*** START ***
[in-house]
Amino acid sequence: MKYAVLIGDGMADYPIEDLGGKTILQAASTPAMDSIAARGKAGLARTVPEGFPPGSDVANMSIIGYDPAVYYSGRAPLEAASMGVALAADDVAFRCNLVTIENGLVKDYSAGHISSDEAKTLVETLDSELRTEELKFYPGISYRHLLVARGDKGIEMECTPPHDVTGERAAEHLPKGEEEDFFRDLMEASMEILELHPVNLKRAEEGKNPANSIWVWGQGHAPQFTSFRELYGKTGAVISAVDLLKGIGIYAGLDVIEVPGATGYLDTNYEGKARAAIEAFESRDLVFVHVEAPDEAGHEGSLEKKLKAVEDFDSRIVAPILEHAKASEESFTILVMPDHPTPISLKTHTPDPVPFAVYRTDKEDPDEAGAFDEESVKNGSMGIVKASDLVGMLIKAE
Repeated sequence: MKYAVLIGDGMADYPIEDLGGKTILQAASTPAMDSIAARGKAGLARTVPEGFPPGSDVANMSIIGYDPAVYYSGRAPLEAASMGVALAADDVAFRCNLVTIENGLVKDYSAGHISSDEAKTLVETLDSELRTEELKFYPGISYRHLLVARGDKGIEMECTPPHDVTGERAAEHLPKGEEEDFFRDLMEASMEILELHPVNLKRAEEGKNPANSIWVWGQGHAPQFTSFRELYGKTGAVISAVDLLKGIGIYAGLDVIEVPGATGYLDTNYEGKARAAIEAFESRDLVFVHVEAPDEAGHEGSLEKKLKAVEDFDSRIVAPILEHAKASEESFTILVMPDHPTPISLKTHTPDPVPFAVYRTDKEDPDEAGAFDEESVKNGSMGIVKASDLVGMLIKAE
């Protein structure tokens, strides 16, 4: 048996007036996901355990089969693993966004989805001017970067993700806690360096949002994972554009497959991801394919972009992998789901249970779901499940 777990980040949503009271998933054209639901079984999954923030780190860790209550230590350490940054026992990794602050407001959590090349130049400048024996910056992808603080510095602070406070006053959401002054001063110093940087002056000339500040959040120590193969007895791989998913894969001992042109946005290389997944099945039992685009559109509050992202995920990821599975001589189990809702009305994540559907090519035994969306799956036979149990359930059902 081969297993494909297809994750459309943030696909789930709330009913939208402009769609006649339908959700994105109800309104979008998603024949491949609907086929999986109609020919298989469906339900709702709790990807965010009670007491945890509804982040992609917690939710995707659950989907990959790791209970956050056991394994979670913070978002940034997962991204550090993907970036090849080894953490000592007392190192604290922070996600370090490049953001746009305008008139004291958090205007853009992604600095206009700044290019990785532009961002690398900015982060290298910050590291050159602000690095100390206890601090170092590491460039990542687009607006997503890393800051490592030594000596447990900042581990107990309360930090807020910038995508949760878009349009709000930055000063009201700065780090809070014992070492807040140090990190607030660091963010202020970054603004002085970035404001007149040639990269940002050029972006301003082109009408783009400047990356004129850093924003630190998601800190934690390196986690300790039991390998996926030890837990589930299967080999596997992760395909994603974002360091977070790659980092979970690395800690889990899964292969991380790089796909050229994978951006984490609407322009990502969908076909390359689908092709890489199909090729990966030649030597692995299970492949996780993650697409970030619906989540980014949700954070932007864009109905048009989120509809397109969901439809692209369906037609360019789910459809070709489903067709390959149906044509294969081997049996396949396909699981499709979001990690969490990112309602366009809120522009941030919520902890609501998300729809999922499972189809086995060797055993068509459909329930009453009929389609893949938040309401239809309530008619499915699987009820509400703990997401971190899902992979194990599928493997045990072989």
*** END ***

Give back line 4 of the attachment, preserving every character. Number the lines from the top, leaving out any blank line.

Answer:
């Protein structure tokens, strides 16, 4: 048996007036996901355990089969693993966004989805001017970067993700806690360096949002994972554009497959991801394919972009992998789901249970779901499940 777990980040949503009271998933054209639901079984999954923030780190860790209550230590350490940054026992990794602050407001959590090349130049400048024996910056992808603080510095602070406070006053959401002054001063110093940087002056000339500040959040120590193969007895791989998913894969001992042109946005290389997944099945039992685009559109509050992202995920990821599975001589189990809702009305994540559907090519035994969306799956036979149990359930059902 081969297993494909297809994750459309943030696909789930709330009913939208402009769609006649339908959700994105109800309104979008998603024949491949609907086929999986109609020919298989469906339900709702709790990807965010009670007491945890509804982040992609917690939710995707659950989907990959790791209970956050056991394994979670913070978002940034997962991204550090993907970036090849080894953490000592007392190192604290922070996600370090490049953001746009305008008139004291958090205007853009992604600095206009700044290019990785532009961002690398900015982060290298910050590291050159602000690095100390206890601090170092590491460039990542687009607006997503890393800051490592030594000596447990900042581990107990309360930090807020910038995508949760878009349009709000930055000063009201700065780090809070014992070492807040140090990190607030660091963010202020970054603004002085970035404001007149040639990269940002050029972006301003082109009408783009400047990356004129850093924003630190998601800190934690390196986690300790039991390998996926030890837990589930299967080999596997992760395909994603974002360091977070790659980092979970690395800690889990899964292969991380790089796909050229994978951006984490609407322009990502969908076909390359689908092709890489199909090729990966030649030597692995299970492949996780993650697409970030619906989540980014949700954070932007864009109905048009989120509809397109969901439809692209369906037609360019789910459809070709489903067709390959149906044509294969081997049996396949396909699981499709979001990690969490990112309602366009809120522009941030919520902890609501998300729809999922499972189809086995060797055993068509459909329930009453009929389609893949938040309401239809309530008619499915699987009820509400703990997401971190899902992979194990599928493997045990072989």